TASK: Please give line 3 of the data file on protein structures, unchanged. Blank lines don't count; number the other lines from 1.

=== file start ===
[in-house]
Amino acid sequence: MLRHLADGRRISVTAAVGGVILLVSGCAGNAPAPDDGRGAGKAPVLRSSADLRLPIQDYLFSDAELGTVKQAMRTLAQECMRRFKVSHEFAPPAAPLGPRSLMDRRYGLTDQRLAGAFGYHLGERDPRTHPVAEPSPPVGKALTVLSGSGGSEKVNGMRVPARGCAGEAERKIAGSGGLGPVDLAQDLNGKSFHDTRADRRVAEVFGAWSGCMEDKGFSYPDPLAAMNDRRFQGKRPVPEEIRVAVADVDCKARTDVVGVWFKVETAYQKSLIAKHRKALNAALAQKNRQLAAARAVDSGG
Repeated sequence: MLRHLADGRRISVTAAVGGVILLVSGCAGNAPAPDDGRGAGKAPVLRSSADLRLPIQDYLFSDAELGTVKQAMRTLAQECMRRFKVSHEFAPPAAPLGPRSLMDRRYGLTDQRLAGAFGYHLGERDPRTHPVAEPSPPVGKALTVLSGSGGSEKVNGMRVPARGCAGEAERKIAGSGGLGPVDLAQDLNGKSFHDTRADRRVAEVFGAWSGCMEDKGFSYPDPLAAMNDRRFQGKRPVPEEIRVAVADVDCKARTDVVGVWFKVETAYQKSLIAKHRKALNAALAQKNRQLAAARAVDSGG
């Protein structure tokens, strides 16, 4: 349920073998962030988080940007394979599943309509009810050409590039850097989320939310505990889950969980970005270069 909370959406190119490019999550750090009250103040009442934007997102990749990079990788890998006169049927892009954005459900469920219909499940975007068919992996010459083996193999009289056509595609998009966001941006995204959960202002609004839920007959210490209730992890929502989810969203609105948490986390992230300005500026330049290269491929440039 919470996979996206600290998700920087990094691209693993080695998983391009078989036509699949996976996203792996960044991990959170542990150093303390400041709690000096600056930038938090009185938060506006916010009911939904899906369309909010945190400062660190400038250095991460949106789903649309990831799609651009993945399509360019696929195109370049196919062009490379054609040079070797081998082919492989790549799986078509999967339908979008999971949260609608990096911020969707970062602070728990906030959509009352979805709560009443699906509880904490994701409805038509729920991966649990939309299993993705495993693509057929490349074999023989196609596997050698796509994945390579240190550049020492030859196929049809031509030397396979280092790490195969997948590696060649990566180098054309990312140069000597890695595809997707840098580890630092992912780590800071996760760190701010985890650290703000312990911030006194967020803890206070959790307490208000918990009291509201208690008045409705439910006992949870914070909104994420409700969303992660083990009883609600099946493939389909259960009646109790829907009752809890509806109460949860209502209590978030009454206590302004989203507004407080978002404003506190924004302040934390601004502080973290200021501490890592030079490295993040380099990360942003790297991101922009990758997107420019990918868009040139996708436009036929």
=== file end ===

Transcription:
Repeated sequence: MLRHLADGRRISVTAAVGGVILLVSGCAGNAPAPDDGRGAGKAPVLRSSADLRLPIQDYLFSDAELGTVKQAMRTLAQECMRRFKVSHEFAPPAAPLGPRSLMDRRYGLTDQRLAGAFGYHLGERDPRTHPVAEPSPPVGKALTVLSGSGGSEKVNGMRVPARGCAGEAERKIAGSGGLGPVDLAQDLNGKSFHDTRADRRVAEVFGAWSGCMEDKGFSYPDPLAAMNDRRFQGKRPVPEEIRVAVADVDCKARTDVVGVWFKVETAYQKSLIAKHRKALNAALAQKNRQLAAARAVDSGG